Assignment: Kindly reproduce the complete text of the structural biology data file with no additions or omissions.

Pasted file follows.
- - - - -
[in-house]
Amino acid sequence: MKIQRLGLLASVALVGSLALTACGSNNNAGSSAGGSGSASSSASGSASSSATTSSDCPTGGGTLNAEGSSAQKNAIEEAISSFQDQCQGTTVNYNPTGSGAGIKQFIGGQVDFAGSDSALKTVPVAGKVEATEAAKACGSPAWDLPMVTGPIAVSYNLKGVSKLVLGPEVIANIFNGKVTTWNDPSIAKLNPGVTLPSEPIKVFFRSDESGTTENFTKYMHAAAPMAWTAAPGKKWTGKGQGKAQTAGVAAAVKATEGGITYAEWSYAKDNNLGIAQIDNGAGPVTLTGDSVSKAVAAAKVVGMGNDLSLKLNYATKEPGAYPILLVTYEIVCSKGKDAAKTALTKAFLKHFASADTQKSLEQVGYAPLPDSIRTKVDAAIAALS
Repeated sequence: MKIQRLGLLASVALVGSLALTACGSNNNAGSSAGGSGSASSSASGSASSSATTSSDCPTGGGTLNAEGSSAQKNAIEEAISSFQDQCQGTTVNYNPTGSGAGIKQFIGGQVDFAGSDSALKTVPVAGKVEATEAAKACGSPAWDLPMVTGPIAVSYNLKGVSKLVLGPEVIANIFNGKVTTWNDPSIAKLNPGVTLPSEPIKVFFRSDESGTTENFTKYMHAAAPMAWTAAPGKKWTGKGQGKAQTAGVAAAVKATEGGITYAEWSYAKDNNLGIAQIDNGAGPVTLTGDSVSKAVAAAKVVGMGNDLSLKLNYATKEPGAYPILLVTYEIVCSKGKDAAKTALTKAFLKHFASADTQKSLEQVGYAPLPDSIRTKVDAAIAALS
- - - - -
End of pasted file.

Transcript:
[in-house]
Amino acid sequence: MKIQRLGLLASVALVGSLALTACGSNNNAGSSAGGSGSASSSASGSASSSATTSSDCPTGGGTLNAEGSSAQKNAIEEAISSFQDQCQGTTVNYNPTGSGAGIKQFIGGQVDFAGSDSALKTVPVAGKVEATEAAKACGSPAWDLPMVTGPIAVSYNLKGVSKLVLGPEVIANIFNGKVTTWNDPSIAKLNPGVTLPSEPIKVFFRSDESGTTENFTKYMHAAAPMAWTAAPGKKWTGKGQGKAQTAGVAAAVKATEGGITYAEWSYAKDNNLGIAQIDNGAGPVTLTGDSVSKAVAAAKVVGMGNDLSLKLNYATKEPGAYPILLVTYEIVCSKGKDAAKTALTKAFLKHFASADTQKSLEQVGYAPLPDSIRTKVDAAIAALS
Repeated sequence: MKIQRLGLLASVALVGSLALTACGSNNNAGSSAGGSGSASSSASGSASSSATTSSDCPTGGGTLNAEGSSAQKNAIEEAISSFQDQCQGTTVNYNPTGSGAGIKQFIGGQVDFAGSDSALKTVPVAGKVEATEAAKACGSPAWDLPMVTGPIAVSYNLKGVSKLVLGPEVIANIFNGKVTTWNDPSIAKLNPGVTLPSEPIKVFFRSDESGTTENFTKYMHAAAPMAWTAAPGKKWTGKGQGKAQTAGVAAAVKATEGGITYAEWSYAKDNNLGIAQIDNGAGPVTLTGDSVSKAVAAAKVVGMGNDLSLKLNYATKEPGAYPILLVTYEIVCSKGKDAAKTALTKAFLKHFASADTQKSLEQVGYAPLPDSIRTKVDAAIAALS